Chromosomal rearrangements generating gene fusions are more common in pediatric malignancies compared to adults, and possess diagnostic, prognostic and therapeutic value. Traditionally chromosomal rearrangements including structural variants (SVs) are identified using karyotyping and fluorescence in situ hybridization (FISH); however, these methods are not sensitive for small rearrangements and single nucleotide variants (SNVs). The need to detect these cryptic SV and SNVs in pediatric cancers demands the development of assays to analyze complex RNA molecules.


Primary bone marrow samples obtained from Nemours Biobank were used for RNA isolation. Targeted error-corrected RNA sequencing using ArcherDX HemeV2 kit was conducted on 30 primary pediatric leukemia samples and their corresponding mouse passaged xenograft samples. RNA data (fastq) was analyzed via a custom cloud environment leveraging ArcherDx Version 5.1.3 software. The gene fusion data produced by the Archer panel was initially correlated with diagnostic FISH data available for each primary sample.


Ten out of 30 primary bone marrow samples possessed gene fusions detected by routinely tested FISH probes for diagnostic purposes, and including ETV6-RUNX1, BCR-ABL1, TCF3-PBX1, and KMT2A. In addition, this approach detected cryptic gene fusions in 10 samples that were negative for chromosomal rearrangements via FISH, including SPTAN1-ABL1, RUNX1-MKL1, NUP98-NSD1, P2RY8-CRLF2 and TCF3-HLF. The remaining 10 samples, which did not possess detectable gene fusions, showed abnormal exon usage and domain duplications for several, key oncogenes along with novel mutations.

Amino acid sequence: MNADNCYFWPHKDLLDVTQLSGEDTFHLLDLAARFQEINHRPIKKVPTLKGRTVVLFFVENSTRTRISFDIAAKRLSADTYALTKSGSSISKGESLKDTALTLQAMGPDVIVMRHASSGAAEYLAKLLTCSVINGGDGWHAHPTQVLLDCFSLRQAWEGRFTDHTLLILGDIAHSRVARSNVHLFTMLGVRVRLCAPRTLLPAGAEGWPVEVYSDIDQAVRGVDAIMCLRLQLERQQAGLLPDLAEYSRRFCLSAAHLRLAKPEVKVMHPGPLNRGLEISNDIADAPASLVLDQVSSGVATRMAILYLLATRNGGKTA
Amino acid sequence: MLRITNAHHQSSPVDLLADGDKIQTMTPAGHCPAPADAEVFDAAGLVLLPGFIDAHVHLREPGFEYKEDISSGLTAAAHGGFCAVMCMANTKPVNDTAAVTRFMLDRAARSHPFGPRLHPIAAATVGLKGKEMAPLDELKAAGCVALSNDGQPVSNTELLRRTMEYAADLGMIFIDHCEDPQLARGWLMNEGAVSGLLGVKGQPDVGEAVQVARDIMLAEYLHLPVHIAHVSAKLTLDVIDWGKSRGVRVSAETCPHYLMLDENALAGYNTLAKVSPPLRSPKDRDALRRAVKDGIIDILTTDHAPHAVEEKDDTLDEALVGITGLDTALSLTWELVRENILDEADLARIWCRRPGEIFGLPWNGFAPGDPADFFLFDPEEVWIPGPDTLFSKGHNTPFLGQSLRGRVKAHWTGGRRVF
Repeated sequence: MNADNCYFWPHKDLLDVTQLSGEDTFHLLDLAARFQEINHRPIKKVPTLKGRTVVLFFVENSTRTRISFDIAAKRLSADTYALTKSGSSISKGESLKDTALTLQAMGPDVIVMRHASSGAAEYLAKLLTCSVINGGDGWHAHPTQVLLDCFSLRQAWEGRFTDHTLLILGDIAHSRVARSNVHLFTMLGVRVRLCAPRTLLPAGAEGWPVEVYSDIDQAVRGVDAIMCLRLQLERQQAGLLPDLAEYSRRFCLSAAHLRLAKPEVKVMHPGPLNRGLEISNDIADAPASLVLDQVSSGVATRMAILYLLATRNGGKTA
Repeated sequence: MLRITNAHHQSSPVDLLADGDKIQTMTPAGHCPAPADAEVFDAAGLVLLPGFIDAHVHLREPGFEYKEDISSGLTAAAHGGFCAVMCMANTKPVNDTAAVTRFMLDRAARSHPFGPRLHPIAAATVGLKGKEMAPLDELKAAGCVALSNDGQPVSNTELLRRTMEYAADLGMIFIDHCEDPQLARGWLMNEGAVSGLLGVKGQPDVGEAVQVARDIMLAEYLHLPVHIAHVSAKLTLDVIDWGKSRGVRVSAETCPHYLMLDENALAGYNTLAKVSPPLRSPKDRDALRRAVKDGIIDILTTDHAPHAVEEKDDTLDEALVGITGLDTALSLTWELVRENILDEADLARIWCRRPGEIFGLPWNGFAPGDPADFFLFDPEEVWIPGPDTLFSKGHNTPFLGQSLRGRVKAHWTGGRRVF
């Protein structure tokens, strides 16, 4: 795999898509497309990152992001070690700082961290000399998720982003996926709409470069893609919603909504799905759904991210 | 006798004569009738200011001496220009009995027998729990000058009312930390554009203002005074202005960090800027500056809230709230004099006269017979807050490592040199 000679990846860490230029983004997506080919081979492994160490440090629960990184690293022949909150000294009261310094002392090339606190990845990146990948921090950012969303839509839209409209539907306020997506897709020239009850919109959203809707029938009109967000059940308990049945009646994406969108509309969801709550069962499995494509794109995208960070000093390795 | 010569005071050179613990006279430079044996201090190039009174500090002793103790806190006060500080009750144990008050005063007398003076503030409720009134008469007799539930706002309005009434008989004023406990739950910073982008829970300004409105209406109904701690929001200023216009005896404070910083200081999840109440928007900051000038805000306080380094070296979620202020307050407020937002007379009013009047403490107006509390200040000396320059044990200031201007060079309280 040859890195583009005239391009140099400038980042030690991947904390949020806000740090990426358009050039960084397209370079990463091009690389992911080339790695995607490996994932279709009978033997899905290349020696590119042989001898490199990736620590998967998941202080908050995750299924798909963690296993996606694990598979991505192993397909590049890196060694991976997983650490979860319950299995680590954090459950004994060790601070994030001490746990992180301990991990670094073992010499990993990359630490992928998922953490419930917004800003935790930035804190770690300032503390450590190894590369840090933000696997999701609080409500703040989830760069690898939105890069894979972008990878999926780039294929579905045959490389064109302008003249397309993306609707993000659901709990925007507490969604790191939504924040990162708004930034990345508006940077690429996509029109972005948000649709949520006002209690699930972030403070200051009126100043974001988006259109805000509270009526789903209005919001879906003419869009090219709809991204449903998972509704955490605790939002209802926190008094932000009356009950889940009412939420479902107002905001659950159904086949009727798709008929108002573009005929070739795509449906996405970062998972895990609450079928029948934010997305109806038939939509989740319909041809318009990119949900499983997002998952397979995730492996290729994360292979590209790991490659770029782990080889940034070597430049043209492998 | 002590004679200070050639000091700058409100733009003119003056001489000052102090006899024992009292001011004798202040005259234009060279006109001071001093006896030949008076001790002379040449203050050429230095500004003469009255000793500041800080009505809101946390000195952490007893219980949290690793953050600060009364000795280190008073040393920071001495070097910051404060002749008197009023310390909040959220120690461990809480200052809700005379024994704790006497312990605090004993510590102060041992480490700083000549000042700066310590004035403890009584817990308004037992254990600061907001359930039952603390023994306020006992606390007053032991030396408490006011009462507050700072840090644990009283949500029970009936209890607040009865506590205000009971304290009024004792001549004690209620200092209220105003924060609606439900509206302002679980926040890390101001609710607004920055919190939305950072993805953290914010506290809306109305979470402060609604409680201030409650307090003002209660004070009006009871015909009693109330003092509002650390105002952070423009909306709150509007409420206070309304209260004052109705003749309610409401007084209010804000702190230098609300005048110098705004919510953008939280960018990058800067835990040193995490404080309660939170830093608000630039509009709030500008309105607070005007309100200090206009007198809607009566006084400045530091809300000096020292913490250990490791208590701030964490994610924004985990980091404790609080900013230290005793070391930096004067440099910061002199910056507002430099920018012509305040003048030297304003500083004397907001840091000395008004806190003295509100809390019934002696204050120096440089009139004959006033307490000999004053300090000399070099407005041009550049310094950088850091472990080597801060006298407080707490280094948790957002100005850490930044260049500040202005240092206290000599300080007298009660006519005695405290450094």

A comparison of the primary sample and mouse passaged xenograft sample revealed that majority of gene fusions representing the abundant clone remained consistent between the primary and xenograft sample in secondary and tertiary passages. Certain gene fusions representing minor clones appeared and disappeared in xenograft samples and subsequent passages in mice in comparison to the primary patient sample, highlighting the heterogeneity of the disease. Thus, the presence of major driver mutations at similar allelic frequencies in xenografts compared to primary samples and over multiple passages confirms the utility of xenograft models for preclinical drug testing.


Using a novel approach that utilizes targeted error-corrected sequencing, all the aberrations detected by clinical diagnostic testing were verified, plus several novel fusion events were identified with high confidence. This method also validated the concordance between primary and xenograft samples. Characterization of these novel cryptic fusions and exonal variants in leukemogenesis will enable identification of new drug targets and prognostic factors for pediatric leukemia.

Citation Format: Sonali P. Barwe, Anilkumar Gopalakrishnapillai, Nitin Mahajan, Todd Druley, E. Anders Kolb, Erin L. Crowgey. Identification of novel fusion genes and expression variants in primary and patient-derived xenograft samples of pediatric leukemia using error-corrected RNA sequencing [abstract]. In: Proceedings of the American Association for Cancer Research Annual Meeting 2018; 2018 Apr 14-18; Chicago, IL. Philadelphia (PA): AACR; Cancer Res 2018;78(13 Suppl):Abstract nr 2076.